Why Are Boat Steering Wheels on the Right? Answered!

Published Categorized as Boat Parts

In different countries, cars steer on different sides of the road. For example, in the U.S., cars drive on the left, and the driver’s seat is on the left-hand side. In the U.K., cars drive on the right, and the driver’s seat is on the right-hand side.

However, you might notice that boats across the world have steering wheels on the right-hand side. Boats don’t drive on roads and don’t need to follow strict lanes as cars do. So, why is a boat steering wheel on the right?

Boats were traditionally steered by an oars person who had a steering oar on the starboard (right side of the boat). Nautical traditions are hard to break, so the tradition continued even with advancements in technology.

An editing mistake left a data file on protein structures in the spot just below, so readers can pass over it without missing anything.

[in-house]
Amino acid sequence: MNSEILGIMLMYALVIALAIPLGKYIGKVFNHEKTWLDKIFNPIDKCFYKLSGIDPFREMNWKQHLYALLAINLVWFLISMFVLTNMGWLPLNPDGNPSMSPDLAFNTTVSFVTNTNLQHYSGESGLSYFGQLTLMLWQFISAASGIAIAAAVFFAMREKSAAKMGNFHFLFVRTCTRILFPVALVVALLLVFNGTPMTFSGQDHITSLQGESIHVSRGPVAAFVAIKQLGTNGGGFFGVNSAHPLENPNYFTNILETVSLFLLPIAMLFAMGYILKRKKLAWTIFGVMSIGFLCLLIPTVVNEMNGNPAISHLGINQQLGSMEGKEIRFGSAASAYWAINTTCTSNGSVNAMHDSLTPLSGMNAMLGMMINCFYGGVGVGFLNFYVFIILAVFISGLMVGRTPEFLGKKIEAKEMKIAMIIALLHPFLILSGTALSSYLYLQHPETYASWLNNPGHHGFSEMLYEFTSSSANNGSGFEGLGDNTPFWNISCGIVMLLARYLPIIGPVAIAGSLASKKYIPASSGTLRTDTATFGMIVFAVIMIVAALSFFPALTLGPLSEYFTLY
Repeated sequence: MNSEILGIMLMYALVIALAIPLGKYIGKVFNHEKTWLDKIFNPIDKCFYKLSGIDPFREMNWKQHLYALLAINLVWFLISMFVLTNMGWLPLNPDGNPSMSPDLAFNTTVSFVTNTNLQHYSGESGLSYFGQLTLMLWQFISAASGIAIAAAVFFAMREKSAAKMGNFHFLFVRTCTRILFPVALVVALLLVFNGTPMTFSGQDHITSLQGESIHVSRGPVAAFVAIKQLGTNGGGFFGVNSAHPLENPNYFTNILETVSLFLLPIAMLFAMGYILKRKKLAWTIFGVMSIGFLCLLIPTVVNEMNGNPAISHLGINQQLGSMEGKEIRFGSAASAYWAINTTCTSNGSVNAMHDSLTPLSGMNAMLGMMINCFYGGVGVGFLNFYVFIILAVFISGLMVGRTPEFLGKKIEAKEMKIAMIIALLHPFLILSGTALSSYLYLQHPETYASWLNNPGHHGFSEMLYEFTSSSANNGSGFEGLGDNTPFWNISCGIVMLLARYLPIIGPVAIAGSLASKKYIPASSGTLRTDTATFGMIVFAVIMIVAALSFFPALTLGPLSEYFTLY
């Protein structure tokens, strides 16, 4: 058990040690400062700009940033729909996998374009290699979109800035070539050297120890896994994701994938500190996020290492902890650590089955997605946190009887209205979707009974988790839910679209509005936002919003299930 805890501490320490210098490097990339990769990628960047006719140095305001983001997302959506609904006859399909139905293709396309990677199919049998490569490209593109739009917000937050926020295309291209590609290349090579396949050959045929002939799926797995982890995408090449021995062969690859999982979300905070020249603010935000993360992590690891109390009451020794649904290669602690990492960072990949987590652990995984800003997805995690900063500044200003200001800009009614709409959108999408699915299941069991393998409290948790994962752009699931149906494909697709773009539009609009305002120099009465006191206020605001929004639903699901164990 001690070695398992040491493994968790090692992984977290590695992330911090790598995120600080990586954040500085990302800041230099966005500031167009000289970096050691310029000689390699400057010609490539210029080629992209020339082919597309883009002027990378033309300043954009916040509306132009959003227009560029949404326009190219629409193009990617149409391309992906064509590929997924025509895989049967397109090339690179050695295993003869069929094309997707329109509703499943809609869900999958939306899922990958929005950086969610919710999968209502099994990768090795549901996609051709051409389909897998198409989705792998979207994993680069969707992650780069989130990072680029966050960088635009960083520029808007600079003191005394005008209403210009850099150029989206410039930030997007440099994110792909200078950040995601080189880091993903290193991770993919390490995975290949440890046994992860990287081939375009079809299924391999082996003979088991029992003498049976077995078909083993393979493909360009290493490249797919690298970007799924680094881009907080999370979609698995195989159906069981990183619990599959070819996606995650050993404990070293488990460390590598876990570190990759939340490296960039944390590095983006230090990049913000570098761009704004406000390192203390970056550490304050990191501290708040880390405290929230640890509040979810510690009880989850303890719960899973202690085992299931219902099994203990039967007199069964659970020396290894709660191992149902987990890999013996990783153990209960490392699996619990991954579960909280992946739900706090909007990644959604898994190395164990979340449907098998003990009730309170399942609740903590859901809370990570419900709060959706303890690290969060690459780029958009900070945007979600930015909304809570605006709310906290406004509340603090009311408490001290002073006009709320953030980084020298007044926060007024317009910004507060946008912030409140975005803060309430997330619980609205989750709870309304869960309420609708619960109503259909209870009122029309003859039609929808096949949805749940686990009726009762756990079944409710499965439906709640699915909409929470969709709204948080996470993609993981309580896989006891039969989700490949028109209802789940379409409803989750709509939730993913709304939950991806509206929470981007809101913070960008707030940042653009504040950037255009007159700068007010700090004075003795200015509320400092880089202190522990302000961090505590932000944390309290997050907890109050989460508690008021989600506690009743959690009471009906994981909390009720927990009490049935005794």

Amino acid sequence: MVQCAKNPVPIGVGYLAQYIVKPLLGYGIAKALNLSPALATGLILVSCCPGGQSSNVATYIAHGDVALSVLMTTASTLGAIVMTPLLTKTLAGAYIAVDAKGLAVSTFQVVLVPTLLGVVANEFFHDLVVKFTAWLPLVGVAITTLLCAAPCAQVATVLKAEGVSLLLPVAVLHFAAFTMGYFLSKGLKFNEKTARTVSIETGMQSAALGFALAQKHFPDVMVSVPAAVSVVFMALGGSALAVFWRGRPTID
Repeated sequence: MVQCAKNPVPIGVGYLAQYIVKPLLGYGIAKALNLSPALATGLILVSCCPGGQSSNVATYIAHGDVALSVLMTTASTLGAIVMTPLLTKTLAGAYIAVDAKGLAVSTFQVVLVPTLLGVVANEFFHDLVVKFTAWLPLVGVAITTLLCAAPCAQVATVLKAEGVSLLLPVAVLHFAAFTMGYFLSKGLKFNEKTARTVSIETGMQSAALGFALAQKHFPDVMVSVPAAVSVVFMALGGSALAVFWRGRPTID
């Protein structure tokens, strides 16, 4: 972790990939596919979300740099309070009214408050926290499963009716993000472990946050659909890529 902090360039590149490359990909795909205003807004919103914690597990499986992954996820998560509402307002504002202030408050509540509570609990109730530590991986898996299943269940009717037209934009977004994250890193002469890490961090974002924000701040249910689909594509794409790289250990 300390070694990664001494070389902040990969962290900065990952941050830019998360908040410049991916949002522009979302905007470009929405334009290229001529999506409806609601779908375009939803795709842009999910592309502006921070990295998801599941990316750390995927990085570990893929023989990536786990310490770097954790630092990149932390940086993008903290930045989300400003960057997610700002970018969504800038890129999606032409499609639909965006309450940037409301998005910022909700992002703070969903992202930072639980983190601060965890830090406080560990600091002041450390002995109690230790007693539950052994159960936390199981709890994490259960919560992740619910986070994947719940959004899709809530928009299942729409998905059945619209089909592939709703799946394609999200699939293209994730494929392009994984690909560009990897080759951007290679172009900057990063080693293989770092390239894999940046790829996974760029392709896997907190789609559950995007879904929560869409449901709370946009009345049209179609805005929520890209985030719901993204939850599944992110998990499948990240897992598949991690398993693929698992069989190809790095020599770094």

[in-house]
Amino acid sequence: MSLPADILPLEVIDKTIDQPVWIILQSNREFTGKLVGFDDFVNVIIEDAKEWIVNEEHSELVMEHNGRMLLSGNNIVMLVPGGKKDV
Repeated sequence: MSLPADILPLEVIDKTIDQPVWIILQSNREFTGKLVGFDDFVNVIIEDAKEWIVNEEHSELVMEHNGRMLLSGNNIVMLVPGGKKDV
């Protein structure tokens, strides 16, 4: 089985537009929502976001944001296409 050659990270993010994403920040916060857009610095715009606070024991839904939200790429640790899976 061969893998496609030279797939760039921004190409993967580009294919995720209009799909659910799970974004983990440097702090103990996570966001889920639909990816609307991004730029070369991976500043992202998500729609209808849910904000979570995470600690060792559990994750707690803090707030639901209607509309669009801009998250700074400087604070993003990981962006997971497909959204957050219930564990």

Table of Contents

Why are Boat Steering Wheels on the Right?

Port and Starboard Nautical Terms

Sailors and boaters find the terms “right” and “left” confusing. For example, if the captain is facing aft and asks the helmsperson to “steer left,” is the captain referring to their left or the helmsperson’s left? As such, boaters use the more specific terms “port” and “starboard” terms to discuss the different sides of the boat.

If you are the helmsperson looking toward the boat’s bow, the right side of the boat is “starboard.” The left side of the boat is “port.” If the helmsperson looks behind them, the “starboard” side will be to their left. However, they will refer to this side as “starboard.”

If the captain says “10 degrees starboard”, the helmsperson will know which way to turn. Visit our article on how to remember port and starboard to learn more!

Why Are Boats Steering Wheels on the Right Side?